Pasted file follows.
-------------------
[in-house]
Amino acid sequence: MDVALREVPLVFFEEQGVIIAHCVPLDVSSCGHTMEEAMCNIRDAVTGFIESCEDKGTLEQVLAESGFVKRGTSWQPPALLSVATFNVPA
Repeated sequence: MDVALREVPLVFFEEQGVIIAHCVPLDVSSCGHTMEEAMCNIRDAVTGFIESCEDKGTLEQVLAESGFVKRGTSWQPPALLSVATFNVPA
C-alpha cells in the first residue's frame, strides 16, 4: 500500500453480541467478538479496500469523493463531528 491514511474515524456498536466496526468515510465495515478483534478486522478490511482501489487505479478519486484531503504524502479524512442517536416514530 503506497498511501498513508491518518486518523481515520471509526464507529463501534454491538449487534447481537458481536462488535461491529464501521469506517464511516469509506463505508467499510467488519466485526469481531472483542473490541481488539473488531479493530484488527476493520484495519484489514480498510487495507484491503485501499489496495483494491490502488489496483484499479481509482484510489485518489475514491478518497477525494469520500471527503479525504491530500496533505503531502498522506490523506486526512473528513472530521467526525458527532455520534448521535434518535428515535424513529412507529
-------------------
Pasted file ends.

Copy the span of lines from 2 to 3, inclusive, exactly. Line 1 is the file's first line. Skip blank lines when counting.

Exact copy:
Amino acid sequence: MDVALREVPLVFFEEQGVIIAHCVPLDVSSCGHTMEEAMCNIRDAVTGFIESCEDKGTLEQVLAESGFVKRGTSWQPPALLSVATFNVPA
Repeated sequence: MDVALREVPLVFFEEQGVIIAHCVPLDVSSCGHTMEEAMCNIRDAVTGFIESCEDKGTLEQVLAESGFVKRGTSWQPPALLSVATFNVPA